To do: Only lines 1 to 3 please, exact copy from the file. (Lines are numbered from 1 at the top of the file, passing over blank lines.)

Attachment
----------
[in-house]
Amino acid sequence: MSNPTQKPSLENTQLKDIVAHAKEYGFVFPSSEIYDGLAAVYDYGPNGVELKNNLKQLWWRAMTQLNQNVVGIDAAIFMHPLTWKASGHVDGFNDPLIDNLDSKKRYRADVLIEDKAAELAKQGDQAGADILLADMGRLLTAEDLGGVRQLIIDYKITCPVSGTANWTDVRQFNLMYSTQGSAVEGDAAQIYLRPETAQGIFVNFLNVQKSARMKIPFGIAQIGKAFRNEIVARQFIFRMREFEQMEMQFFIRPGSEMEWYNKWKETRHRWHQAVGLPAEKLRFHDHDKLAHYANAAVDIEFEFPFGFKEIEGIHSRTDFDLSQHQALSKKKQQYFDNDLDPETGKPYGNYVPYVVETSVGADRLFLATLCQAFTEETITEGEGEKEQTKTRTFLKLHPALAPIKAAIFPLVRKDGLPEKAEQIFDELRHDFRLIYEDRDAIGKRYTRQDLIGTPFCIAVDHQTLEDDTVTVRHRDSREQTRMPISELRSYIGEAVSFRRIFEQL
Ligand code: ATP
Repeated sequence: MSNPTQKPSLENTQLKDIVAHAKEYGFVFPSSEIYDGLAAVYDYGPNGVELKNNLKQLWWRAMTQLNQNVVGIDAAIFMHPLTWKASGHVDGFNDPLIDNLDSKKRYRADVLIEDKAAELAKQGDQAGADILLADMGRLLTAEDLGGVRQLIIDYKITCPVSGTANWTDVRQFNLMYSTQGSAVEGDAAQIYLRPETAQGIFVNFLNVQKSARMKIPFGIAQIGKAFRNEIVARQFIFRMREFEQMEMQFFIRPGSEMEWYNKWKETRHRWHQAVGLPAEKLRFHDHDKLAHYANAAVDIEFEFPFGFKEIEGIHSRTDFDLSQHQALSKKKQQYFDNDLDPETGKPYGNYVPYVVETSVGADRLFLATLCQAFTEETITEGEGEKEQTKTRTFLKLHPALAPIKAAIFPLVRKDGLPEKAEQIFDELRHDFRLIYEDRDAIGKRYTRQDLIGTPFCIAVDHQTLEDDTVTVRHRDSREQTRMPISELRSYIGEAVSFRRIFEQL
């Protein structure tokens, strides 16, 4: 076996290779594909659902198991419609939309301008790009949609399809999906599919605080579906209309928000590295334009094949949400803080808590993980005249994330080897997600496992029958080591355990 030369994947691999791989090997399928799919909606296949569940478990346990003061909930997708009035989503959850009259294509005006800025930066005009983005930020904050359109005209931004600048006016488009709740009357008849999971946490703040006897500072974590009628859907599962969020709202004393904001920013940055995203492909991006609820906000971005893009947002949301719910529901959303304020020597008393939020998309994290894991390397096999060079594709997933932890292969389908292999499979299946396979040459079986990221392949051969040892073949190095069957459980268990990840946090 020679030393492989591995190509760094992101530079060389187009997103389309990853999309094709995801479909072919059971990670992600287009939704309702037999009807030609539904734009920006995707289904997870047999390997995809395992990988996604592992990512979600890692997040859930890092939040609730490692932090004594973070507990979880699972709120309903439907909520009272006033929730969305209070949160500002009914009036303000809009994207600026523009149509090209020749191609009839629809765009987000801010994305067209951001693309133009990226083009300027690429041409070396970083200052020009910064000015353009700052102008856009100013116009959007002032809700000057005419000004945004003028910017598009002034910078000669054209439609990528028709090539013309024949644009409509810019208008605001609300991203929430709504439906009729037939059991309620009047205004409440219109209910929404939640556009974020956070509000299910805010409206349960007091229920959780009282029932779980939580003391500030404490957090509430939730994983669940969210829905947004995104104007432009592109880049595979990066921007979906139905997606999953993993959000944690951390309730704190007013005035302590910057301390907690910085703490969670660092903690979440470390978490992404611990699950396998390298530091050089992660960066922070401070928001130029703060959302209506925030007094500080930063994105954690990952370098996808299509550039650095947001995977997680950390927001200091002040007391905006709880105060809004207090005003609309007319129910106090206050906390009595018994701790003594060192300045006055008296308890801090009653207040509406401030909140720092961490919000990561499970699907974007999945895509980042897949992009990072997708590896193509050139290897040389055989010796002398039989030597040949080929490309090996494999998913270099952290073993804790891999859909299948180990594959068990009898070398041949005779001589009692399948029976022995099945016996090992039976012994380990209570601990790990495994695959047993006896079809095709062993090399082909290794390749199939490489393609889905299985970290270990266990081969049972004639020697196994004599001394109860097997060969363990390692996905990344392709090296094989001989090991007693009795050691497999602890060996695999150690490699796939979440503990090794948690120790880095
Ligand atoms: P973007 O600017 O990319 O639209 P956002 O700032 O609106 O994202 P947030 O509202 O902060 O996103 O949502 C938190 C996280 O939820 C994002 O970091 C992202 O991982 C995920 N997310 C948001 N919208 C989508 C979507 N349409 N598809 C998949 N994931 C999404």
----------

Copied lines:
[in-house]
Amino acid sequence: MSNPTQKPSLENTQLKDIVAHAKEYGFVFPSSEIYDGLAAVYDYGPNGVELKNNLKQLWWRAMTQLNQNVVGIDAAIFMHPLTWKASGHVDGFNDPLIDNLDSKKRYRADVLIEDKAAELAKQGDQAGADILLADMGRLLTAEDLGGVRQLIIDYKITCPVSGTANWTDVRQFNLMYSTQGSAVEGDAAQIYLRPETAQGIFVNFLNVQKSARMKIPFGIAQIGKAFRNEIVARQFIFRMREFEQMEMQFFIRPGSEMEWYNKWKETRHRWHQAVGLPAEKLRFHDHDKLAHYANAAVDIEFEFPFGFKEIEGIHSRTDFDLSQHQALSKKKQQYFDNDLDPETGKPYGNYVPYVVETSVGADRLFLATLCQAFTEETITEGEGEKEQTKTRTFLKLHPALAPIKAAIFPLVRKDGLPEKAEQIFDELRHDFRLIYEDRDAIGKRYTRQDLIGTPFCIAVDHQTLEDDTVTVRHRDSREQTRMPISELRSYIGEAVSFRRIFEQL
Ligand code: ATP